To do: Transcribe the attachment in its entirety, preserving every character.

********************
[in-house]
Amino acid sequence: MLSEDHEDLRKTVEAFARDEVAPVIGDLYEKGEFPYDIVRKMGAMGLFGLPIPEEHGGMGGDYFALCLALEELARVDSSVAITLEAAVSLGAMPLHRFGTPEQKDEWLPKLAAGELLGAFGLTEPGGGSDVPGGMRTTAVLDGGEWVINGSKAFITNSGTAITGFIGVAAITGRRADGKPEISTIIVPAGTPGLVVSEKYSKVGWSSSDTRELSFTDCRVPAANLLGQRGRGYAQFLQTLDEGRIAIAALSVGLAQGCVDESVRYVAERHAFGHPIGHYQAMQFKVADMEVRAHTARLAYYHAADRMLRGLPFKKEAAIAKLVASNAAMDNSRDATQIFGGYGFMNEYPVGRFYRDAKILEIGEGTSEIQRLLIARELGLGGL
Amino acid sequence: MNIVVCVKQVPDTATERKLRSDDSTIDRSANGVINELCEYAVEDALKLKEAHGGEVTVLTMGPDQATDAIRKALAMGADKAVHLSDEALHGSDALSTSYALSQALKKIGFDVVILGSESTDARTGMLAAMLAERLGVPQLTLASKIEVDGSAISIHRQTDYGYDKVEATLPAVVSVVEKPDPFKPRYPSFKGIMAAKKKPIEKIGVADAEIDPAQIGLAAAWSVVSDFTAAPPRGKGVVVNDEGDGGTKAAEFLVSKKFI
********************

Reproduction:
[in-house]
Amino acid sequence: MLSEDHEDLRKTVEAFARDEVAPVIGDLYEKGEFPYDIVRKMGAMGLFGLPIPEEHGGMGGDYFALCLALEELARVDSSVAITLEAAVSLGAMPLHRFGTPEQKDEWLPKLAAGELLGAFGLTEPGGGSDVPGGMRTTAVLDGGEWVINGSKAFITNSGTAITGFIGVAAITGRRADGKPEISTIIVPAGTPGLVVSEKYSKVGWSSSDTRELSFTDCRVPAANLLGQRGRGYAQFLQTLDEGRIAIAALSVGLAQGCVDESVRYVAERHAFGHPIGHYQAMQFKVADMEVRAHTARLAYYHAADRMLRGLPFKKEAAIAKLVASNAAMDNSRDATQIFGGYGFMNEYPVGRFYRDAKILEIGEGTSEIQRLLIARELGLGGL
Amino acid sequence: MNIVVCVKQVPDTATERKLRSDDSTIDRSANGVINELCEYAVEDALKLKEAHGGEVTVLTMGPDQATDAIRKALAMGADKAVHLSDEALHGSDALSTSYALSQALKKIGFDVVILGSESTDARTGMLAAMLAERLGVPQLTLASKIEVDGSAISIHRQTDYGYDKVEATLPAVVSVVEKPDPFKPRYPSFKGIMAAKKKPIEKIGVADAEIDPAQIGLAAAWSVVSDFTAAPPRGKGVVVNDEGDGGTKAAEFLVSKKFI